Rebels declared the battle to "liberate" Damascus has begun as heavy fighting raged across the city on Tuesday and Russia said an agreement is possible for a UN resolution on the Syria crisis.
The proclamation by the Free Syrian Army, which also claimed it had shot down a helicopter in the capital, came as peace envoy Kofi Annan said the 16-month crisis increasingly described as a civil war was at a "critical time."
Heavy machinegun fire was reported in Damascus's Sabaa Bahrat Square, where President Bashar al-Assad's regime has staged rallies to counter anti-regime protests that erupted in March 2011.
At least 19 people were killed as tanks and helicopter gunships were deployed in Qaboon district and battles were fought in Al-Midan and Al-Hajar Al-Aswad, said the Syrian Observatory for Human Rights.
As the fighting inched closer to the regime's nerve centre, FSA spokesman Colonel Kassem Saadeddine said "victory is nigh" and the struggle would go on until the city was conquered.
"We have transferred the battle from Damascus province to the capital. We have a clear plan to control the whole of Damascus. We only have light weapons, but it's enough."
"Expect surprises," Saadeddine added, before adding later that rebels had downed a helicopter over Qaboon, although an activist in the district said there was "no foundation" to the report.
Fighting in the city has raged since Sunday, with the rebels announcing a full-scale offensive dubbed "the Damascus volcano and earthquakes of Syria."
An activist who said he was in Al-Midan neighbourhood said the army was shelling the neighbourhood "hysterically."
"The collapsing regime has gone mad," the man calling himself Abu Musab said via Skype.
"The army has tried to storm the district, but the Free Syrian Army has stopped them. So they have intensified their shelling. They are shelling everything," he said.
AFP could not independently verify the account.
Witnesses also reported heavy machinegun fire in Sabaa Bahrat Square in central Damascus and in nearby Baghdad Street.
But an army officer in Damascus told AFP that troops have "the situation under control" and were "chasing the terrorists seeking refuge in apartments and mosques."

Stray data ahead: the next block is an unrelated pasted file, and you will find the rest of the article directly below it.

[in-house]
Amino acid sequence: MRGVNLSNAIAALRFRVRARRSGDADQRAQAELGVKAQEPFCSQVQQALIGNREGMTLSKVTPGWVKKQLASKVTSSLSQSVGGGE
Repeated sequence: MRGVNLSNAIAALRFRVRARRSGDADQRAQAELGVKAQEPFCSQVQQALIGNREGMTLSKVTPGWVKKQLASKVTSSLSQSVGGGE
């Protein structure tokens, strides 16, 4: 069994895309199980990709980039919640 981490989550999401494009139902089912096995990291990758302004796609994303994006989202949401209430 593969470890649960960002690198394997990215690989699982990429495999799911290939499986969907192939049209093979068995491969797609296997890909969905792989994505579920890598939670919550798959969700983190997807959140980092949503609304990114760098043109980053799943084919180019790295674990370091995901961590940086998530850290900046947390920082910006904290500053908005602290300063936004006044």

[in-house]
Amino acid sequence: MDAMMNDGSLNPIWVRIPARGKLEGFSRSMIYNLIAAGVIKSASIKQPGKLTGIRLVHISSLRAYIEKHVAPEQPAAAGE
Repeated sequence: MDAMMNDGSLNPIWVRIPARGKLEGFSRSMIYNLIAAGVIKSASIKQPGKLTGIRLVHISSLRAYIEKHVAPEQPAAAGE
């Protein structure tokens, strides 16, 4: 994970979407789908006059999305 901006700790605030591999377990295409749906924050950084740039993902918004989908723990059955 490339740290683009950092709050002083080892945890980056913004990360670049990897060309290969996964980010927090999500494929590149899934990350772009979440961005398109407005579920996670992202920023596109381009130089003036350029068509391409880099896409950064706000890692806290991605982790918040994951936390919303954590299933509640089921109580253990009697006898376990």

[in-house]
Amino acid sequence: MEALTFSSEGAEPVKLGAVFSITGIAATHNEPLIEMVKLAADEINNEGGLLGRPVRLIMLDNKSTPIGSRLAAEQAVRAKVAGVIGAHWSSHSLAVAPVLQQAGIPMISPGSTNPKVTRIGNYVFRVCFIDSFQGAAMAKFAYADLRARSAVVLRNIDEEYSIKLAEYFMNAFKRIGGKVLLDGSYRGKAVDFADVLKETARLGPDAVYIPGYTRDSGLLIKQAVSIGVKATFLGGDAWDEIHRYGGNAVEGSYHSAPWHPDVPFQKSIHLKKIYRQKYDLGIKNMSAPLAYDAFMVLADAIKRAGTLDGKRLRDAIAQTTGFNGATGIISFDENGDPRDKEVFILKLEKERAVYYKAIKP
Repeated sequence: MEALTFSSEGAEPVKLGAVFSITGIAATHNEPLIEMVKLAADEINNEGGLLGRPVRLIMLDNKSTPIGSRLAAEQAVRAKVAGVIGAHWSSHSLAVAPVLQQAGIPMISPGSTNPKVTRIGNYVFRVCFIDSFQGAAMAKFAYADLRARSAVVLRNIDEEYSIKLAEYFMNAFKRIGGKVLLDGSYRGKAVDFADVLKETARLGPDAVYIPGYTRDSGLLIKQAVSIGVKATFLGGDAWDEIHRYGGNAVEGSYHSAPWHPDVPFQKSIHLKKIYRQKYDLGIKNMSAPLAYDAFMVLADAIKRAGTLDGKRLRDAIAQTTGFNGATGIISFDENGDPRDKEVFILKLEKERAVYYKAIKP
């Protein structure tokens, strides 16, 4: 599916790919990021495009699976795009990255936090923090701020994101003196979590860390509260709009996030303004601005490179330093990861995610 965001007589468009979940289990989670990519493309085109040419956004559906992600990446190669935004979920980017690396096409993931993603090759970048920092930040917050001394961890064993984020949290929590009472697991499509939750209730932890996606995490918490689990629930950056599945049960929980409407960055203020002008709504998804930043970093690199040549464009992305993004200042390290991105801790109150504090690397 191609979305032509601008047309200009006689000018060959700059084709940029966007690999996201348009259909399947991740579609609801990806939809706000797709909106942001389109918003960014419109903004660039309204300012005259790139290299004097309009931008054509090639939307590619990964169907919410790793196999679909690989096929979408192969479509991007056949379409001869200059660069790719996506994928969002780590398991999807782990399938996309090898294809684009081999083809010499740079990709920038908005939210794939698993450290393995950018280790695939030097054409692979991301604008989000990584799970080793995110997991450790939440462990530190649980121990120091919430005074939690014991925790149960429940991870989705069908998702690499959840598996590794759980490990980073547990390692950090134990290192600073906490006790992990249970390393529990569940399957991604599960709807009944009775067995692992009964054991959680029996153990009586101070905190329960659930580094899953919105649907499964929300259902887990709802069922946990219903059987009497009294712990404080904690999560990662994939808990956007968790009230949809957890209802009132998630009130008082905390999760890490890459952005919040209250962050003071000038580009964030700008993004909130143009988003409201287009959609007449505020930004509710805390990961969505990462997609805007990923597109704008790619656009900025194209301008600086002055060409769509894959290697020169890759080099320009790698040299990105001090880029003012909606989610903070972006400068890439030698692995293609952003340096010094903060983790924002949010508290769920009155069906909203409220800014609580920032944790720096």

The source said "battles raged" in Qaboon, "where the majority of rebels were," adding that "33 terrorists were killed, 15 were wounded and 145 were arrested," referring to rebels.
The regime has vowed not to surrender the capital.
In that context, the Israeli army's intelligence chief said Syrian troops had been moved from the Golan Heights towards conflict zones including Damascus.
"Assad has removed many of his forces that were in the Golan Heights to the areas of conflict," Major General Aviv Kochavi told MPs.
"Radical Islam" was gaining ground, he warned, adding that Syria was undergoing a process of "Iraqisation," with militant and tribal factions controlling different zones.
In Moscow, Russian President Vladimir Putin told Annan that he would "do everything" to support the UN-Arab League peace envoy's plan to end the conflict.
Annan told Putin "the Syrian crisis is at a critical time."
Later, Russian Foreign Minister Sergei Lavrov said he saw "no reason why we cannot also agree at the UN Security Council. We are ready for this."
Annan added: "The Council, I expect, will be sending out a message that the killings must stop and that the situation on the ground is unacceptable."
Annan's Moscow meetings came one day before Western powers plan to hold a vote on a UN resolution that threatens sanctions against Damascus.
The council must also vote to decide on renewing the 300-strong UN Supervision Mission in Syria, deployed to monitor an April 12 ceasefire Assad agreed with Annan.
UN leader Ban Ki-moon "called on Russia to use its influence to ensure the full and immediate implementation" of Annan's plan in a telephone call with Lavrov, a spokesman said.
Ban is due in Beijing on Tuesday, also on a mission to get support for tougher action on Syria.
Russia and China have twice blocked resolutions against Syria at the Security Council, which remains divided over Western calls to impose new sanctions.
On a visit to Syria's neighbour Jordan, British Foreign Secretary William Hague said the crisis is too unpredictable to rule out "any option."
Stepping up the pressure, French President Francois Hollande said "the Russians must understand that they cannot be seen as the only ones or almost the only ones hindering the search for a solution."
As wrangling continued over rival resolution drafts, the Security Council expressed concern about fallout from the conflict in Lebanon, UN diplomats said.
UN envoy to Lebanon Derek Plumbly said there was "concern about the pressures on the Lebanese border in recent weeks, incursions and shooting across the border."
The Observatory said at least 78 people were killed across Syria on Tuesday -- 43 civilians, 23 members of the security forces and 12 rebels -- adding to its toll of more than 17,000 people dead since the uprising began.
Meanwhile, Nawaf Fares, who became the most prominent figure to abandon Assad when he defected as Syria's ambassador to Iraq, warned the regime will use chemical weapons against opposition forces and may have already deployed them.
Another key defector, General Manaf Tlass, a childhood friend of Assad, said in a statement sent to AFP that he was in Paris and called for a "constructive transition" in the country.